Financial Inclusion Needs Work in U.S.

For as much as “inclusion” is a buzzword in Corporate America and other realms, this country still has some work to do when it comes to financial inclusion.

The second annual Global Financial Inclusion Index compiled by the Centre for Economics and Business Research and Principal Financial Group indicates the U.S. ranks fourth out of 42 evaluated markets in terms of financial inclusion. That’s after placing second last year. Singapore took the top spot, followed by Hong Kong and Singapore.

Hope isn’t lost in the U.S. This country’s 2023 slide in the Global Financial Inclusion Index was modest and looks good compared to some other large, mature economies, particularly those in Europe.

“Broadly speaking, Europe’s largest, oldest economies fell into the category of mature, backward-looking economies and Southeast Asian economies, by contrast, fell into the category of young, forward-looking economies,” notes Seema Shah, chief global strategist for Principal Asset Management. “In this year’s data, we see a widening gulf between the two, with levels of financial inclusion in large developed markets stagnating or even deteriorating. Those that have built their financial systems from the ground up with technology at their foundation are now making leaps forward.”

Sentiment Declining in the U.S.

In terms of financial inclusion issues for advisors to be aware when engaging with clients, the Global Financial Inclusion Index lays bear some important points regarding the current state of affairs in the U.S.

Underscoring the fractious political climate in this country, just half of those surveyed believe the U.S. government is acting in a way to make them feel financially included. Two-thirds say the same about domestic financial systems and 72% agree their employers accomplish that goal, but in both cases, those are double-digit declines from last year’s percentages. Advisors should note the situation is worse with women.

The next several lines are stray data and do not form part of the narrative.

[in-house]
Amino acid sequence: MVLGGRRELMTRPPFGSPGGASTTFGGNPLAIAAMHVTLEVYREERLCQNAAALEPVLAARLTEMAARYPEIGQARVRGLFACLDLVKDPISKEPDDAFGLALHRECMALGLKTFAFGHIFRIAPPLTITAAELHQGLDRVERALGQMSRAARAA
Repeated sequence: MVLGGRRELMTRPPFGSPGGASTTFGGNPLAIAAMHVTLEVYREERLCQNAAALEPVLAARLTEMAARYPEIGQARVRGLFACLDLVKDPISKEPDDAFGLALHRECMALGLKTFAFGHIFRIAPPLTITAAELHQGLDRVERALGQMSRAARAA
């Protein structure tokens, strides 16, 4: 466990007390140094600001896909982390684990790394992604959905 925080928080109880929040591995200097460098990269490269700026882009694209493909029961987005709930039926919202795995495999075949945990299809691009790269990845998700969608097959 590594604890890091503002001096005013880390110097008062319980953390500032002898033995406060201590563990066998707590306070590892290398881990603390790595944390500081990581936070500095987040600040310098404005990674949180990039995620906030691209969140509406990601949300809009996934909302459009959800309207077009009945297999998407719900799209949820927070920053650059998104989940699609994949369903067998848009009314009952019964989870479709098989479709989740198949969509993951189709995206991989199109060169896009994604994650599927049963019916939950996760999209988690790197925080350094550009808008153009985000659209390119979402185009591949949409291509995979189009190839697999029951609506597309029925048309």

“Meanwhile, women are 12% less likely than men to report feeling financially included in the U.S., with sentiment holding true across all three pillars,” according to the survey. “Women feel less financially included across all 25 different measures of financial inclusion surveyed. The percentage point gap between men and women who feel financially included is double digits on 23 of the 25 measures. The five largest gaps include the following.”

Underscoring the need for advisors to better connect with female clients is the fact that just 39% believe they have access to high-quality investment products, but 62% of men feel the same.

Technology Helps Inclusivity

One way advisors can help clients, particularly those in younger demographics, is to leverage technology. At the very least with millennial and Gen Z clients, meet them halfway on technology because it’s a critical component to their views of inclusion.

“Multiple studies have shown the evolution of fintech has been critical to accelerating financial inclusion across the world, especially in developing markets,” concludes Principal. “Advancements in digital finance have been essential to expanding access to banking products, enabling more people to save, borrow, and invest.”

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